Image 1 of 2 The ESU’s front panel packs in a lot of connectivity. Neat design extends to the hardware unit itself. One feature you don’t often see on a unit of this type is a Mono mix button, but the has two of them. In operation, the ESU sounds as an audio interface should: Plenty of good bundled software. Cons Not much software for Mac users. SU shows the latest audio interface technology for external usage on notebook and desktop computers.
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What’s decidedly inconvenient, though, is the location of the power switch. It’s round the back and a 188 to reach if the is flightcased.
It would be nice to see a FireWire port at rear, rather than USB, and a power switch at front, but these are minor niggles fsu you take into account how much is 18808 offer to you for so little cash. In operation, the ESU sounds as an audio interface should: At the front and on the far left there are dual XLR audio ins with independent phantom power. The is USB 2.
ESI – Download: ESU
Above the dual input rotaries channels and and the master level control for all eight outputs and the headphone section, there’s a row of status LEDs. Neat design extends to the hardware unit itself. Individual phantom power and pads on the mic inputs. Before plugging in and making some noise, a trip to the manufacturer’s website is necessary in order to download the latest Vista or OS X drivers.
The casing seems road-worthy enough, esy for live use, or for those who have numerous hardware synths, it’s an ideal, cost-effective computer audio solution. SU shows the latest audio interface technology for external usage on notebook and desktop computers. ESI has gone to the trouble of bundling a good deal of sound-colouring software, though, as well as Steinberg’s Cubase 4 LE sequencer for Mac and PC and a special edition of modular soft synth Tassman.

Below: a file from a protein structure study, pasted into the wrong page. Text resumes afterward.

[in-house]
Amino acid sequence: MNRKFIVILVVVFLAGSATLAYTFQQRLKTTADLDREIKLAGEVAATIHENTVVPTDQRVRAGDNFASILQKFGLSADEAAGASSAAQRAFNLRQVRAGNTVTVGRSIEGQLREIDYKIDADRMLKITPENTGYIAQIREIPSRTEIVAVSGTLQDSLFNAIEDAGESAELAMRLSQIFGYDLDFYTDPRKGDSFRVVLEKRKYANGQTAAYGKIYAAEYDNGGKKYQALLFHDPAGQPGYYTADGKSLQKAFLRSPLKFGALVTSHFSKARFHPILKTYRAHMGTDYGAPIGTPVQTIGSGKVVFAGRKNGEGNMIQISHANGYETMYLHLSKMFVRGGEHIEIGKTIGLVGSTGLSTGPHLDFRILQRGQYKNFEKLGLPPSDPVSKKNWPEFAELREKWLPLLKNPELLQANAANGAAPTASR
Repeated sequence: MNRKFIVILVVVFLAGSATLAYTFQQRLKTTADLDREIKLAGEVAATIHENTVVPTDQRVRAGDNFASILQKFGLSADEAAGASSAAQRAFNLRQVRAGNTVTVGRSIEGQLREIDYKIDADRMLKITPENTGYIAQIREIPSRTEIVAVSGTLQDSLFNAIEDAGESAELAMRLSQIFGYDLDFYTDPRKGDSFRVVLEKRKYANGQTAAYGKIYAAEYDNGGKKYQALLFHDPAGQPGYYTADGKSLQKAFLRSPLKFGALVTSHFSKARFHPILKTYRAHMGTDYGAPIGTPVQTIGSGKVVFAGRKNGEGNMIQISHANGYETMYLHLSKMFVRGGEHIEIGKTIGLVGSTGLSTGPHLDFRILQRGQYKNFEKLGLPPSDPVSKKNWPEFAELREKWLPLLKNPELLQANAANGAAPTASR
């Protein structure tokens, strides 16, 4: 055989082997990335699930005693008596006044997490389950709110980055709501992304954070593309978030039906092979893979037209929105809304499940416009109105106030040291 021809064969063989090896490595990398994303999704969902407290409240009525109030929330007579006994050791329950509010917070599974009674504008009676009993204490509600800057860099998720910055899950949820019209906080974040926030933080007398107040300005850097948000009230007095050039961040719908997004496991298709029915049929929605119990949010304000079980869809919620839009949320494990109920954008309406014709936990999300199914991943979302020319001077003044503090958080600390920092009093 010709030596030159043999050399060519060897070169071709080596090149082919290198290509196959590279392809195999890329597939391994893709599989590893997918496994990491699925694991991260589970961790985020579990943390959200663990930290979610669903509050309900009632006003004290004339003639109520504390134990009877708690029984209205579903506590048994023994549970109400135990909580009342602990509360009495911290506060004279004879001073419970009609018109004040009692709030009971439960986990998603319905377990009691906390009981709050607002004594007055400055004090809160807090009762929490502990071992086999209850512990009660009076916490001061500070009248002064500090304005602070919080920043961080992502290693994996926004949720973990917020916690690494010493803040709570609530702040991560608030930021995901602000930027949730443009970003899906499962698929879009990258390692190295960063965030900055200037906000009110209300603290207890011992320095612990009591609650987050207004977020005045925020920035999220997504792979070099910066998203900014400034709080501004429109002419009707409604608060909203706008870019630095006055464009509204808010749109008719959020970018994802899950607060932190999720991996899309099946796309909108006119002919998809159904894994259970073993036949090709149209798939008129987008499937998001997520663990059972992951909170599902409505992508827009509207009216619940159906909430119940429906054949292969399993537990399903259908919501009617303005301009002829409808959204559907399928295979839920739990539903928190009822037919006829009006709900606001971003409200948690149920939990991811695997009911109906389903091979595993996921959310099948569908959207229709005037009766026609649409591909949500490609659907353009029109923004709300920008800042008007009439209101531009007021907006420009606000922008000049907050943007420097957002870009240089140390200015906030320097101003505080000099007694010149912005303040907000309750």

ESI ESU review | MusicRadar
So, if you suffer from that annoying phenomenon of only being able to hear a signal on just the left or right stereo channel, pressing the buttons will centre the sound.
Image 1 of 2 The ESU’s front panel packs in a lot of connectivity.
So, you can add ‘character’ in software rather than it being introduced by the interface. A press of Mono A enables you to create a mono mix of signals arriving at inputs one and two, while Mono B does the same for inputs three and four.
That’s an awful lot of connectivity for one 1U box. Image 2 of 2 The remaining inputs and outputs are round the back.
Each input has its own pad button alongside comfortingly rubberised level knobs and LED level indicators. The latter can be linked into four pairs if need be and you have the choice of balanced and unbalanced lines.
Mac owners running Leopard will also need to perform a firmware 18008 to get things going. While guitarists hanker for a signature tone from their audio devices, those making recordings usually want clean sound and that’s what this device delivers.
Sample rates range from Cons Not much software for Mac users. The on-screen control panel is tidy enough, with level meters for the 16 analogue ins and dual digital ins, plus meters and sliders for the eight outs. That said, the plug for the supplied PSU has a knurled, screw-on sleeve, so you won’t have to worry about the power cable dropping out after a bout of brutish behaviour.
What really impresses is the ‘s flexibility and, considering the price, build quality. It appears, however, that the bulk of the software bundle is Windows-only, so Mac users might be a little miffed. Plenty of good bundled software. One feature you don’t often see on a unit of this type is a Mono mix button, but the has two of them.